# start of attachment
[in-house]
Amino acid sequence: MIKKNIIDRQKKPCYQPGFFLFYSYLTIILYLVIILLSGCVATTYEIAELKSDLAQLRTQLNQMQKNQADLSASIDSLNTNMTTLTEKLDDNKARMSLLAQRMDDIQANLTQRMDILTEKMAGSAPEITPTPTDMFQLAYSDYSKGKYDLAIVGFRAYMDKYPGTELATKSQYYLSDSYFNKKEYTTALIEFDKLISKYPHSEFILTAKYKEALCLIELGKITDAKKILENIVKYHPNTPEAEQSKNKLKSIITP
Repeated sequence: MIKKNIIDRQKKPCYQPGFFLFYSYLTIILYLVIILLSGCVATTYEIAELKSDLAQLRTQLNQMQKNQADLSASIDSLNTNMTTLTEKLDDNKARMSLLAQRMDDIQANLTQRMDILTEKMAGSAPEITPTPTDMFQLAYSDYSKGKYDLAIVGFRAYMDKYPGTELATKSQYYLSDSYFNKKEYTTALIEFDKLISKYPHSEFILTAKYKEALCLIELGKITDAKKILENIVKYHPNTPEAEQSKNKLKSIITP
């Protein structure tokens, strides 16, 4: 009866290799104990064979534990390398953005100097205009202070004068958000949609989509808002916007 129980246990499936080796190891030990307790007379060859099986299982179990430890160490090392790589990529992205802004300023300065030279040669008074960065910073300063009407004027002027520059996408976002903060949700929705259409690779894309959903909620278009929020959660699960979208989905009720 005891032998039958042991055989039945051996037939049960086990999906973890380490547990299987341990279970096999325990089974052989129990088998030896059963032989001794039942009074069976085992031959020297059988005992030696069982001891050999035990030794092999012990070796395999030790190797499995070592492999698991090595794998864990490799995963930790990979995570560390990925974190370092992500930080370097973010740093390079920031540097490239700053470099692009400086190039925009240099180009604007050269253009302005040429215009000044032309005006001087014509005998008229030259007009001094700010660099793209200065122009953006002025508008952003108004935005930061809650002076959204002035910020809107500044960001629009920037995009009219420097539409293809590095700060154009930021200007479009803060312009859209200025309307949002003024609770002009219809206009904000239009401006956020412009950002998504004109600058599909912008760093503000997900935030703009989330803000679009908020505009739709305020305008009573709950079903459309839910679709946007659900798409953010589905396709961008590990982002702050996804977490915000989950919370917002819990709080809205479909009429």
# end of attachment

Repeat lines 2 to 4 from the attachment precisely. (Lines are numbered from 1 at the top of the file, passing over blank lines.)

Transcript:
Amino acid sequence: MIKKNIIDRQKKPCYQPGFFLFYSYLTIILYLVIILLSGCVATTYEIAELKSDLAQLRTQLNQMQKNQADLSASIDSLNTNMTTLTEKLDDNKARMSLLAQRMDDIQANLTQRMDILTEKMAGSAPEITPTPTDMFQLAYSDYSKGKYDLAIVGFRAYMDKYPGTELATKSQYYLSDSYFNKKEYTTALIEFDKLISKYPHSEFILTAKYKEALCLIELGKITDAKKILENIVKYHPNTPEAEQSKNKLKSIITP
Repeated sequence: MIKKNIIDRQKKPCYQPGFFLFYSYLTIILYLVIILLSGCVATTYEIAELKSDLAQLRTQLNQMQKNQADLSASIDSLNTNMTTLTEKLDDNKARMSLLAQRMDDIQANLTQRMDILTEKMAGSAPEITPTPTDMFQLAYSDYSKGKYDLAIVGFRAYMDKYPGTELATKSQYYLSDSYFNKKEYTTALIEFDKLISKYPHSEFILTAKYKEALCLIELGKITDAKKILENIVKYHPNTPEAEQSKNKLKSIITP
């Protein structure tokens, strides 16, 4: 009866290799104990064979534990390398953005100097205009202070004068958000949609989509808002916007 129980246990499936080796190891030990307790007379060859099986299982179990430890160490090392790589990529992205802004300023300065030279040669008074960065910073300063009407004027002027520059996408976002903060949700929705259409690779894309959903909620278009929020959660699960979208989905009720 005891032998039958042991055989039945051996037939049960086990999906973890380490547990299987341990279970096999325990089974052989129990088998030896059963032989001794039942009074069976085992031959020297059988005992030696069982001891050999035990030794092999012990070796395999030790190797499995070592492999698991090595794998864990490799995963930790990979995570560390990925974190370092992500930080370097973010740093390079920031540097490239700053470099692009400086190039925009240099180009604007050269253009302005040429215009000044032309005006001087014509005998008229030259007009001094700010660099793209200065122009953006002025508008952003108004935005930061809650002076959204002035910020809107500044960001629009920037995009009219420097539409293809590095700060154009930021200007479009803060312009859209200025309307949002003024609770002009219809206009904000239009401006956020412009950002998504004109600058599909912008760093503000997900935030703009989330803000679009908020505009739709305020305008009573709950079903459309839910679709946007659900798409953010589905396709961008590990982002702050996804977490915000989950919370917002819990709080809205479909009429």